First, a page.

The resolutions which formed during my retreat are manifold but basically can be summed up as "Stop wanting so much. Be content. Be grateful." So that is my goal for 2014.

Tuesday, 7 January 2014

Thinking of Spring

It's -40 outside, a thick layer of ice coats everything outdoors, and frost coats the inside of my windows, so what better time to curl up with Baker Creek's latest seed catalog? Yes, it's the dead of winter in January and I'm already ordering seeds for the garden. Hopeless, I know. Well, actually, I suppose it means I'm hopeful. Someday this wet white stuff will all go away and the soil will be warm and friable again. I'll be able to find my way out to the composters without a probe and ice axe.

I've got a lot of my seeds already, of course, because I harvest my own every fall. But when I want to try something new, I have to add to the seedbank, and rareseeds.com offers a great selection of non-GMO heritage varieties from all over the world. This year's new treats to try: Black Krim tomatoes (the most nutritious in their study), Cantare green beans, Nantes Scarlet carrots, Giant Cape Gooseberries, Patisson Golden Marbre scallop squash, Fordhook Zucchini (usually I grow Black Beauty), and I'm also stocking up on Good Mother Stallard beans (ate them all last year -- oops) and miniature white cucumbers (didn't have a great crop last year so couldn't save seeds). I've also ordered some black and white dianthus for my boss, who is into black and white in her garden.

Baker's Creek has great photographers; you browse through their catalog and want to lick the pages, everything looks so enticing. It's difficult to limit myself. I don't have ten acres to fill up. So I have to be choosy about what to plant. Corn takes up a lot of space and nutrients without a high yield, so it has to go. Broccoli and celery take too much water. Cauliflower never works. And I'm the only one in the family who will eat Brussels sprouts, so I'll just buy a stalk of them at the farmer's market instead of buying an envelope of 250 seeds. Decisions, decisions!

But incredible that there is sooooo much to choose from! God has given us so much variety and abundance. It seems a shame not to try them all!

Monday, 6 January 2014

Round Two

Another foot of snow. Covered by an inch of ice from freezing rain. Now it's snowing again. The broken trees once again bowing under their burden. Here we go again! Water stockpiled. Shovel conveniently placed at the back door (again). Prepared food at the ready. Freezer still empty, so if the power goes out, we're not going to lose anything. They're saying we'll get a flash freeze this morning, dropping from 0 to -32 in a matter of hours. Wrapped my kid up to his eyeballs and sent him off to school with a cheery wave. Now I'm going to curl up and write for a while, the dog asleep on my feet, the pleasant drone of snowplows humming in the background. It's a cozy sort of day. A day for hot chocolate, fuzzy blankets, and Benedict Cumberbatch on the telly. Does it get better than this?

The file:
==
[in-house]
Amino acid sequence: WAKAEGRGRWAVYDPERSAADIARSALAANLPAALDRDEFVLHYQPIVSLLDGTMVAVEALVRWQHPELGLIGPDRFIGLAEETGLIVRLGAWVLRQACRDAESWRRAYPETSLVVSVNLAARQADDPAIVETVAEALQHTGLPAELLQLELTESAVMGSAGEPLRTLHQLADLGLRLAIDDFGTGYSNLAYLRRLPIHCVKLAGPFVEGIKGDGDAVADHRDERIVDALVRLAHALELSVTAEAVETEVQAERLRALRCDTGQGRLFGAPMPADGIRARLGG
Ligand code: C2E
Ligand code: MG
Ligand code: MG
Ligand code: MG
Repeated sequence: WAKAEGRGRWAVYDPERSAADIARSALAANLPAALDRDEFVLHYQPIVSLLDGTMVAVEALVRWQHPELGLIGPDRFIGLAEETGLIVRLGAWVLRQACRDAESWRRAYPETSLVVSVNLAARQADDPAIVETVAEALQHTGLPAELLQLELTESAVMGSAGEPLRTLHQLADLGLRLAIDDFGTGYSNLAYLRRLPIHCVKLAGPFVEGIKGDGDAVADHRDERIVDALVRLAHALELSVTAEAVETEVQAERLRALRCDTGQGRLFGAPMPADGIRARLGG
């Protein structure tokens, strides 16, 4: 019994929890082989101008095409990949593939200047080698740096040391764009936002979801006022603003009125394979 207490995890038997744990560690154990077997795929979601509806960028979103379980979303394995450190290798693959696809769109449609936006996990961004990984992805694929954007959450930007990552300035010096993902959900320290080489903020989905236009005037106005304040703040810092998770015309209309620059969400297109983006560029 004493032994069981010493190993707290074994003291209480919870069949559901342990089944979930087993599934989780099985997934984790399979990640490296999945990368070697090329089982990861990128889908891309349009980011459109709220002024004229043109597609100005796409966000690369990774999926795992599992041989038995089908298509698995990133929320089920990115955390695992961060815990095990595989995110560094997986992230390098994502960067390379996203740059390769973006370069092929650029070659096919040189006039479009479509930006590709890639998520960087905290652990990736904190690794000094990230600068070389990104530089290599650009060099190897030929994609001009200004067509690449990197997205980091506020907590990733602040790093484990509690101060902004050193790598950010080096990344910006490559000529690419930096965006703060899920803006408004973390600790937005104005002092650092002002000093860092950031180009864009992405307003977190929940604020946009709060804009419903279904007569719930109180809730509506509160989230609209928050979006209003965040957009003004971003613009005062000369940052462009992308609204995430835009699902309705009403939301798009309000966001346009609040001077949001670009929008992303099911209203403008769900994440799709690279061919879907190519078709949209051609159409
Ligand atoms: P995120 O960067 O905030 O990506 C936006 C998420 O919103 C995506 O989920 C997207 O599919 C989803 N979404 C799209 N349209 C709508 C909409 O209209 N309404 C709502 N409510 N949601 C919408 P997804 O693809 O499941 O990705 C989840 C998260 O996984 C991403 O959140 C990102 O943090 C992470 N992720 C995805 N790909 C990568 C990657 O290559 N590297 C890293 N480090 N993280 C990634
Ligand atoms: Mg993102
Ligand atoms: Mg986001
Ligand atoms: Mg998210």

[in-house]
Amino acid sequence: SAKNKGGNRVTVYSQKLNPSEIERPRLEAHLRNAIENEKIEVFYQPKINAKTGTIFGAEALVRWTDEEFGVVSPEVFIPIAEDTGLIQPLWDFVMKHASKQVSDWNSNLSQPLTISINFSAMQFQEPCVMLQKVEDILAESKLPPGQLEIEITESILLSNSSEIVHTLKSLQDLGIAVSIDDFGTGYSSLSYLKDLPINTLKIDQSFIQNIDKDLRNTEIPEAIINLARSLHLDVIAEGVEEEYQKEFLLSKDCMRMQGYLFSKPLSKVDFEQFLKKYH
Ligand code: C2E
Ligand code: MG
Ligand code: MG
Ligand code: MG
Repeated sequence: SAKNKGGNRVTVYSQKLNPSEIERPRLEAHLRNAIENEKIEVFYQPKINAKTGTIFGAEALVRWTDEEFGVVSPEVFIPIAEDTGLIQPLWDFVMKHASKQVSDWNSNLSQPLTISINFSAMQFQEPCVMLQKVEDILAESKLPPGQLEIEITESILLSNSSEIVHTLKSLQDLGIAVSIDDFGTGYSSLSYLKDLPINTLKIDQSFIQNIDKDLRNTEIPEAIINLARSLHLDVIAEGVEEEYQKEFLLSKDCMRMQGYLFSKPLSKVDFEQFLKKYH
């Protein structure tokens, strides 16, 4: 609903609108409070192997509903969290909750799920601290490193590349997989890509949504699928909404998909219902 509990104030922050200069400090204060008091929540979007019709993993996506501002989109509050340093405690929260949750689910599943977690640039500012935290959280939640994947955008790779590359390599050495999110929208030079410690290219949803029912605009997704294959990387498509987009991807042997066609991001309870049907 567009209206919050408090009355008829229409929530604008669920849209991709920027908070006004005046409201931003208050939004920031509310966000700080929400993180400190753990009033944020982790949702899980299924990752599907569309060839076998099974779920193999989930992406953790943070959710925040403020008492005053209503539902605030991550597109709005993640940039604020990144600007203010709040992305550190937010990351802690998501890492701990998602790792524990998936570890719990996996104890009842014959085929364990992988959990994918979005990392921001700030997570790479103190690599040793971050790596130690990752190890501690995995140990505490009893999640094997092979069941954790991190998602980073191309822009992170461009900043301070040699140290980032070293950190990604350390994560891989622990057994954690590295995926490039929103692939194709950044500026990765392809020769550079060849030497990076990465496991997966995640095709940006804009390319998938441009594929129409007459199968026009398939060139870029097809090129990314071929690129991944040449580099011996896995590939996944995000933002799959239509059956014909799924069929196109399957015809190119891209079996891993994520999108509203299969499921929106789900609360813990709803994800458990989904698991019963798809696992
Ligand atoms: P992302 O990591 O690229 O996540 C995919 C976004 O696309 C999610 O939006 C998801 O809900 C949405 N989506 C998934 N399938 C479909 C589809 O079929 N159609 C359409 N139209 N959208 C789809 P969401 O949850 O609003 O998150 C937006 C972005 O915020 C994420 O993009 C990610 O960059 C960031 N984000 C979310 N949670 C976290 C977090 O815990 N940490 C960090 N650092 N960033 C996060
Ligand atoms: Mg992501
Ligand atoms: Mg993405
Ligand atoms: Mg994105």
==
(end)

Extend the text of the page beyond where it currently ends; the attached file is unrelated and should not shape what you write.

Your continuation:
Friday, 3 January 2014

A New Year and Revolutions

So this is the time of year when everyone starts mumbling in embarrassed tones about their New Year's Resolutions and remembering the ones they made last year and promptly forgot about. Everything goes up once again for the annual analysis: Are we fulfilled? Are we skinny? Are we productive? Are we where we want to be? The theory is that out of this self-evaluation, we come up with some goals to focus on over the next year. Sometimes we keep the goals simple (join a pilates class or a book club, finally finish knitting that afghan, learn how to ice skate, buy shelving for the garage). Sometimes we get elaborate and start revamping our entire lives---a bold change in career or marital status, for example. While some people join gyms, others join convents or ashrams. Some give up being CEOs and go off to Cambodia to build schools. Others determine to floss more frequently.

I did much of my soul-searching a couple of years ago, alone on a beach at a time when I was facing some life decisions and a possible cancer diagnosis (which luckily turned out to be a false alarm). After that soul-searing period, I took a year off to just be kind to myself (that was 2012), and then in 2013 I decided to focus on my health. And we see how that went. (Not!)

So now here we are at the dawn of 2014, and next week I am returning to the same beach for another retreat. It's a chance to look at my current challenges and dreams and figure out how to deal with both. I think it's a year for keeping things simple. Get more sleep. Be aware of others' needs. Remember gratitude. Remember to play. Don't eat while reading. (This last is in an effort to be more mindful, but may have the additional effect of making me lose weight, which wouldn't be unwelcome.) These fledgling resolutions may change a bit as the retreat progresses, but we shall see. When contemplating these sorts of things, I think it is best not to pursue them too intently, but to sit still and let them come to you, like pigeons hoping for a handout. We will see what lands on me next week...